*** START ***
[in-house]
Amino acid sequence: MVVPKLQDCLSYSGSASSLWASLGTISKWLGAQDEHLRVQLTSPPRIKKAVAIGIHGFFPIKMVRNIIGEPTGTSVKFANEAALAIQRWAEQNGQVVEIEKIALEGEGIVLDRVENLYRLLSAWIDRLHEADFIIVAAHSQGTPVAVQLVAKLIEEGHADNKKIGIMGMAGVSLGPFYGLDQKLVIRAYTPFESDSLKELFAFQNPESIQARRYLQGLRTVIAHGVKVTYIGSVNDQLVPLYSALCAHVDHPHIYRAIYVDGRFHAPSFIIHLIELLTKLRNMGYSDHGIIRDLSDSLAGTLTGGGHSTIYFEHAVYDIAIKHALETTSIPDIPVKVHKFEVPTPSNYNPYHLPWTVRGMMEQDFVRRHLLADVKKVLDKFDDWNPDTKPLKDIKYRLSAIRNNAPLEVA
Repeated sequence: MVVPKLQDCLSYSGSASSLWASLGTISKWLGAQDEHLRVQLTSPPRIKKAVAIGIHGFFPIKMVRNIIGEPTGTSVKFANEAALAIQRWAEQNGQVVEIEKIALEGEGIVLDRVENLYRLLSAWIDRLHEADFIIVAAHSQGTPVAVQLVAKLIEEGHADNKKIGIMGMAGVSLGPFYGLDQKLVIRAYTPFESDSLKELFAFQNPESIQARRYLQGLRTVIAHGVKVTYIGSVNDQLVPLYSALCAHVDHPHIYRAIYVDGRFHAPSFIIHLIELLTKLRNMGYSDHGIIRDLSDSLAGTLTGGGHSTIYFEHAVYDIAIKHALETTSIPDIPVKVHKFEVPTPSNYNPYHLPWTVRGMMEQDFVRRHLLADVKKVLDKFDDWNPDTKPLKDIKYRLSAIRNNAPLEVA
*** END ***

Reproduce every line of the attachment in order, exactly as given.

[in-house]
Amino acid sequence: MVVPKLQDCLSYSGSASSLWASLGTISKWLGAQDEHLRVQLTSPPRIKKAVAIGIHGFFPIKMVRNIIGEPTGTSVKFANEAALAIQRWAEQNGQVVEIEKIALEGEGIVLDRVENLYRLLSAWIDRLHEADFIIVAAHSQGTPVAVQLVAKLIEEGHADNKKIGIMGMAGVSLGPFYGLDQKLVIRAYTPFESDSLKELFAFQNPESIQARRYLQGLRTVIAHGVKVTYIGSVNDQLVPLYSALCAHVDHPHIYRAIYVDGRFHAPSFIIHLIELLTKLRNMGYSDHGIIRDLSDSLAGTLTGGGHSTIYFEHAVYDIAIKHALETTSIPDIPVKVHKFEVPTPSNYNPYHLPWTVRGMMEQDFVRRHLLADVKKVLDKFDDWNPDTKPLKDIKYRLSAIRNNAPLEVA
Repeated sequence: MVVPKLQDCLSYSGSASSLWASLGTISKWLGAQDEHLRVQLTSPPRIKKAVAIGIHGFFPIKMVRNIIGEPTGTSVKFANEAALAIQRWAEQNGQVVEIEKIALEGEGIVLDRVENLYRLLSAWIDRLHEADFIIVAAHSQGTPVAVQLVAKLIEEGHADNKKIGIMGMAGVSLGPFYGLDQKLVIRAYTPFESDSLKELFAFQNPESIQARRYLQGLRTVIAHGVKVTYIGSVNDQLVPLYSALCAHVDHPHIYRAIYVDGRFHAPSFIIHLIELLTKLRNMGYSDHGIIRDLSDSLAGTLTGGGHSTIYFEHAVYDIAIKHALETTSIPDIPVKVHKFEVPTPSNYNPYHLPWTVRGMMEQDFVRRHLLADVKKVLDKFDDWNPDTKPLKDIKYRLSAIRNNAPLEVA